A paper titled Common Lisp: Myths and Legends tries to confront and dispel some of the myths and mistaken impressions associated with Lisp.
Pride and Prejudice: Four Decades of Lisp by Stuart Watt of the Open University gives a technical and historical introduction to Lisp in general.
Lisp may be combined with other languages to produce wide variety of applications.
www.alu.org /table/lisp.htm   (199 words)

  
 Lisp Books: Best Lisp and Artificial Intelligence Books
Lisp Books without an AI Slant: On Lisp: Advanced Techniques for Common Lisp by Paul Graham.
Lisp Books with an AI Slant: Paradigms of AI Programming: Case Studies in Common Lisp by Peter Norvig.
This Lisp book list was prepared by Marty Hall for work in the Research and Technology Development Center of the Johns Hopkins University Applied Physics Lab, and for courses in the Johns Hopkins Part-Time MS Program in Computer Science.
www.apl.jhu.edu /~hall/lisp-books.html   (446 words)

  
 Cooking with Lisp
Lisp is older than most people posting to this group, if not all of them.
He discusses this in his Editing Lisp Code in Emacs page on CLiki (which is a very helpful guide if you haven't read it yet) and I remember trying those before and not really being happy about how it worked, but seeing how it worked in the video, I'm going to try them again.
I really appreciate that the Perl community is embracing the powerful ideas found in Lisp and Haskell, unlike the recent news from the Python community about starting to consider removing some of the "redundant" functional features.
cooking-with-lisp.blogspot.com   (3024 words)

  
 Common Lisp
 Lisp (LISt Processing Programming) is a symbolic functional recursive language based on lambda-calculus, used especially for Artificial Intelligence research and symbolic mathematics.
Recently, the long work on Common Lisp, an industrial strength dialect of Lisp, has led to a formal ANSI Common Lisp standard.
This Common Lisp standard provides several major pieces of new functionality: an object-oriented programming system, a condition handling system, an improved iteration facility, and better support for large character sets.
www.dfki.de /fluids/Common_Lisp.html   (174 words)

  
 Learning Lisp for CMPT 310
You will be coding in the Common LISP programming language for your assignments.
CMU Common Lisp Repository: The one place you should visit.
Common Lisp HyperSpec: A hypertext derivative of the ANSI Common LISP Specification (X3J13).
www.cs.sfu.ca /CC/310/pwfong/Lisp   (464 words)

  
 Lush: Lisp Universal SHell
Popular research-oriented interpreters such as Matlab are somewhat inefficient, lack support for complex data structures, lack the power of a full-fledged object-oriented programming language, and lack simple interfacing to C and other compiled languages.
The Lush interpreter is written in C and features all the usual functionalities and constructs found in every decent object-oriented programming language such as conditional statements, loops, local variables, functions, macros, objects, classes, methods, and inheritance, but it also provides a large number of functions for manipulating lists, strings, vectors, matrices, and tensors.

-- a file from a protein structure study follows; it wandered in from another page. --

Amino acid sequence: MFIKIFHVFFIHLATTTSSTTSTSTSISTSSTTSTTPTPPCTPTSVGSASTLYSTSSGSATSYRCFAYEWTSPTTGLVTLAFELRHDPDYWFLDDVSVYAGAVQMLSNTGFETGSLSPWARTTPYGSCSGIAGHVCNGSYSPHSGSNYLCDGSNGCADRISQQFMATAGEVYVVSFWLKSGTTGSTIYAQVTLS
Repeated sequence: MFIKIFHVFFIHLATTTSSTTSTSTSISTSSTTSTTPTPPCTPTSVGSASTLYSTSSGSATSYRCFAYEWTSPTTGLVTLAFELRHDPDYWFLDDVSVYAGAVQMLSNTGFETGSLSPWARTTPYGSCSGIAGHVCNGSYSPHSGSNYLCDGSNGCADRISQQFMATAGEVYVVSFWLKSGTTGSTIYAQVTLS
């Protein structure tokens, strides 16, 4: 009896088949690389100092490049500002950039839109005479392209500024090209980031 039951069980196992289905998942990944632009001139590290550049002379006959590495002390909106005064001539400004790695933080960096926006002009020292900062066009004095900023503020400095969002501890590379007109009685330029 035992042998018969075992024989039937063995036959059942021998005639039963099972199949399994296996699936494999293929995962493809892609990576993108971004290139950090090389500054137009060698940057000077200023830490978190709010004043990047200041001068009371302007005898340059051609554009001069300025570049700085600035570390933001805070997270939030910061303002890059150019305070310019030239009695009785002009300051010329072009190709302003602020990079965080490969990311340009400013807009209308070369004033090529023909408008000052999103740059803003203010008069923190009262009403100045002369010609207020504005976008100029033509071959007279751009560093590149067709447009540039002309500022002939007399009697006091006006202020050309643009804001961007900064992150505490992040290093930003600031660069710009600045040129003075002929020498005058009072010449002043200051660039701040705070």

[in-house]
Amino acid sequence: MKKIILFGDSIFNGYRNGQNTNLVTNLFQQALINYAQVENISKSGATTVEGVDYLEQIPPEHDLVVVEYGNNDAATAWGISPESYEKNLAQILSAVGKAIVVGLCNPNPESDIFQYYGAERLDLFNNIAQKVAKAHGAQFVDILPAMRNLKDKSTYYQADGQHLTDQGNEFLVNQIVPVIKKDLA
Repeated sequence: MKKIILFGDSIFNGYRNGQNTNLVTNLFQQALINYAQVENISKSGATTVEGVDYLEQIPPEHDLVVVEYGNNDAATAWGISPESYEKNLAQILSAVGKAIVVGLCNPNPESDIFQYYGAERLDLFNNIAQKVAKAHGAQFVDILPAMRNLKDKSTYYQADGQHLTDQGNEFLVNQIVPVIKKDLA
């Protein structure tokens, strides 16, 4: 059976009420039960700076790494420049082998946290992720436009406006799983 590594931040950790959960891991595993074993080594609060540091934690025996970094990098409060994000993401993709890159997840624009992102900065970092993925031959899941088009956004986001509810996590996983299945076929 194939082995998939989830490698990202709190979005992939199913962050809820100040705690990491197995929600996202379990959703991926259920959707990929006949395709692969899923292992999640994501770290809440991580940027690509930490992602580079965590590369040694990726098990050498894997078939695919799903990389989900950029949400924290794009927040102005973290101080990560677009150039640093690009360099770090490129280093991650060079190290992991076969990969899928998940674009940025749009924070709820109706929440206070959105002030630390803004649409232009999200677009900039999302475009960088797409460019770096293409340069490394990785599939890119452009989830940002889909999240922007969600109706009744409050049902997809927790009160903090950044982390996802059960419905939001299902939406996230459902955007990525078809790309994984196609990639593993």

Lisp variables can be refered to from the C by prepending a dollar sign.
lush.sourceforge.net   (2393 words)

  
 Open Directory - Computers: Programming: Languages: Lisp   (Site not responding. Last check: 2007-10-08)
Common Lisp.net - Provide the Common Lisp community with development resources and to work as a starting point for new programmers.
Lisp: Good News, Bad News, How to Win Big - Lisp has done quite well over the last ten years: becoming nearly standardized, forming the basis of a commercial sector, reaching high performance, having good environments, able to deliver applications.
Screamer Tool Repository - Common Lisp extension, adds support for nondeterministic programming, and on this substrate, provides full constraint programming language to formulate and solve mixed systems of numeric and symbolic constraints.
www.dmoz.org /Computers/Programming/Languages/Lisp   (386 words)

  
 On Lisp
On Lisp is a comprehensive study of advanced Lisp techniques, with bottom-up programming as the unifying theme.
The final chapter takes a deeper look at object-oriented programming than previous Lisp books, showing the step-by-step construction of a working model of the Common Lisp Object System (CLOS).
Its examples form a library of functions and macros that readers will be able to use in their own Lisp programs.
www.paulgraham.com /onlisp.html   (274 words)

  
 Macintosh Common Lisp   (Site not responding. Last check: 2007-10-08)
MCL is an object-oriented dynamic programming language fully integrated with the Macintosh.
It includes: an incremental compiler which generates efficient native PowerPC code; a fully integrated emacs-like Lisp program editor; a window-based debugger; a source code stepper; a dynamic object inspector; smart Lisp programming tools; and an extensive library of CLOS objects including Macintosh user interface objects.
Macintosh Common Lisp provides users with a rich set of "object-oriented dynamic language" attributes making it especially well-suited for rapid prototyping, custom development for business and education, scientific and engineering applications and academic research.
www.cmu.edu /myandrew-files/software/MacintoshCommonLisp   (120 words)